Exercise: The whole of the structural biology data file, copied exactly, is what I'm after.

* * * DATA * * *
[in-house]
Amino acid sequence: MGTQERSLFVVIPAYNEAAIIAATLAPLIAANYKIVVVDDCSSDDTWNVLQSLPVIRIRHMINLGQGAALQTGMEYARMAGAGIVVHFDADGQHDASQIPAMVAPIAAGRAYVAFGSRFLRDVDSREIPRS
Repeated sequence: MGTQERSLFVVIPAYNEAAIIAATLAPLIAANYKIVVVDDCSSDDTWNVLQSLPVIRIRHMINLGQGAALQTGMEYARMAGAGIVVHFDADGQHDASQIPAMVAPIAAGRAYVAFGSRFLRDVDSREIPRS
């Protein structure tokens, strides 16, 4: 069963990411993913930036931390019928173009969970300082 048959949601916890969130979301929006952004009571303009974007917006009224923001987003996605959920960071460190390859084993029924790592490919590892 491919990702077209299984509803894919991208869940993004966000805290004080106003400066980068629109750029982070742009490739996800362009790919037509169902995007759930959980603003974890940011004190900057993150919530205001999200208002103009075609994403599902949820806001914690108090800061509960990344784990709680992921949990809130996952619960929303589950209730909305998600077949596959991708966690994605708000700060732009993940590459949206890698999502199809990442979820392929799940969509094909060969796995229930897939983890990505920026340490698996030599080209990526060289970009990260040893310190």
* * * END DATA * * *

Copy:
[in-house]
Amino acid sequence: MGTQERSLFVVIPAYNEAAIIAATLAPLIAANYKIVVVDDCSSDDTWNVLQSLPVIRIRHMINLGQGAALQTGMEYARMAGAGIVVHFDADGQHDASQIPAMVAPIAAGRAYVAFGSRFLRDVDSREIPRS
Repeated sequence: MGTQERSLFVVIPAYNEAAIIAATLAPLIAANYKIVVVDDCSSDDTWNVLQSLPVIRIRHMINLGQGAALQTGMEYARMAGAGIVVHFDADGQHDASQIPAMVAPIAAGRAYVAFGSRFLRDVDSREIPRS
């Protein structure tokens, strides 16, 4: 069963990411993913930036931390019928173009969970300082 048959949601916890969130979301929006952004009571303009974007917006009224923001987003996605959920960071460190390859084993029924790592490919590892 491919990702077209299984509803894919991208869940993004966000805290004080106003400066980068629109750029982070742009490739996800362009790919037509169902995007759930959980603003974890940011004190900057993150919530205001999200208002103009075609994403599902949820806001914690108090800061509960990344784990709680992921949990809130996952619960929303589950209730909305998600077949596959991708966690994605708000700060732009993940590459949206890698999502199809990442979820392929799940969509094909060969796995229930897939983890990505920026340490698996030599080209990526060289970009990260040893310190």